Update 15/08/2016: Below are a few admixture f3-stats from an analysis involving the new Anatolian samples. Please note, the more negative the Z score, the more likely that the target is admixed. Also, I had to use transversion SNPs to make this work, so the Z scores aren't as imposing as they might have been with more markers behind them. I'm posting all of the outcomes with Z scores lower than -1, but it might be best to ignore anything above -2.

Boncuklu_EN + Levant_N > Barcin_N f3 -0.005525 Z -2.62 SNPs 48620
Boncuklu_EN + Natufian > Barcin_N f3 -0.004252 Z -1.34 SNPs 28893

Boncuklu_EN + Natufian > Tepecik-Ciftlik_N f3 -0.013262 Z -1.566 SNPs 4384

Barcin_N + Villabruna > LBK_EN f3 -0.003652 Z -2.685 SNPs 49325
Barcin_N + LaBrana1 > LBK_EN f3 -0.003382 Z -2.462 SNPs 53537
Barcin_N + Motala_HG > LBK_EN f3 -0.002539 Z -2.388 SNPs 57533
Barcin_N + Loschbour > LBK_EN f3 -0.003089 Z -2.272 SNPs 48728
Tepecik-Ciftlik_N + Villabruna > LBK_EN f3 -0.004176 Z -1.452 SNPs 34905
Barcin_N + Hungary_HG > LBK_EN f3 -0.001939 Z -1.32 SNPs 41610
Boncuklu_EN + Levant_N > LBK_EN f3 -0.003035 Z -1.221 SNPs 40815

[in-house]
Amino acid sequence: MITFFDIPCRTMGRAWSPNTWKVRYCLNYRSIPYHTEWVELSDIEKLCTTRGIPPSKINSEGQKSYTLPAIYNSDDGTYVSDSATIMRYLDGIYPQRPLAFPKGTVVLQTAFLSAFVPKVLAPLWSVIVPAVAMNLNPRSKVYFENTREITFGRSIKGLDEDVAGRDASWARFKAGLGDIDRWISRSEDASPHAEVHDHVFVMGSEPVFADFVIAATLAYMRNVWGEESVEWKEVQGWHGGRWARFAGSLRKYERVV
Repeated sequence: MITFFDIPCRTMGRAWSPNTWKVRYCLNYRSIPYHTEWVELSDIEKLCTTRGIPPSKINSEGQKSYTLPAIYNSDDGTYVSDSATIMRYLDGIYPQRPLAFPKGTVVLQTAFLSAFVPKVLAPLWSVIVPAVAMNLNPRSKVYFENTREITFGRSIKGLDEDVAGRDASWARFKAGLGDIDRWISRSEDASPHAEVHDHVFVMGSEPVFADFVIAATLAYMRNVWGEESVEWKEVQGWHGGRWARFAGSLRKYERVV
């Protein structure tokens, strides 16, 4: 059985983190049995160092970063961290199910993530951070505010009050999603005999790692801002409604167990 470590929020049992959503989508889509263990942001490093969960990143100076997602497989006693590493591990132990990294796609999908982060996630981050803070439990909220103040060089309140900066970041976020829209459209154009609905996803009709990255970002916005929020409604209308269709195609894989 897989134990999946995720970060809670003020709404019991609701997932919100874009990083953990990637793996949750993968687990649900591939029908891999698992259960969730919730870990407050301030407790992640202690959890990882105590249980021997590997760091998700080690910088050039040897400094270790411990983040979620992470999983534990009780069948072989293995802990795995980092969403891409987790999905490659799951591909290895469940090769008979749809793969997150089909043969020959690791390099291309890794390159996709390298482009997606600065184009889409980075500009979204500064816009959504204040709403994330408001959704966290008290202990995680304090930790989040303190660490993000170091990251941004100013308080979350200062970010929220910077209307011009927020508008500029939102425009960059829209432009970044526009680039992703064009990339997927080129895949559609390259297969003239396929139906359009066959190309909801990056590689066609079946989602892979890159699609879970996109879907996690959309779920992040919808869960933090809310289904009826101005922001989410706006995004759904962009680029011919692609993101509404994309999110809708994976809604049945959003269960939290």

Barcin_N + Loschbour > Iberia_EN f3 -0.002457 Z -1.171 SNPs 38141
Tepecik-Ciftlik_N + Hungary_HG > Iberia_EN f3 -0.004022 Z -1.039 SNPs 21848

Barcin_N + Villabruna > Hungary_N f3 -0.006408 Z -4.28 SNPs 44545
Barcin_N + Hungary_HG > Hungary_N f3 -0.005216 Z -3.355 SNPs 39808
Barcin_N + Bichon > Hungary_N f3 -0.002554 Z -1.667 SNPs 48500
Barcin_N + Motala_HG > Hungary_N f3 -0.001559 Z -1.298 SNPs 51052
Tepecik-Ciftlik_N + Villabruna > Hungary_N f3 -0.003929 Z -1.239 SNPs 31535
Tepecik-Ciftlik_N + Hungary_HG > Hungary_N f3 -0.003897 Z -1.192 SNPs 28472
Barcin_N + LaBrana1 > Hungary_N f3 -0.00179 Z -1.083 SNPs 46955

Tuesday, August 9, 2016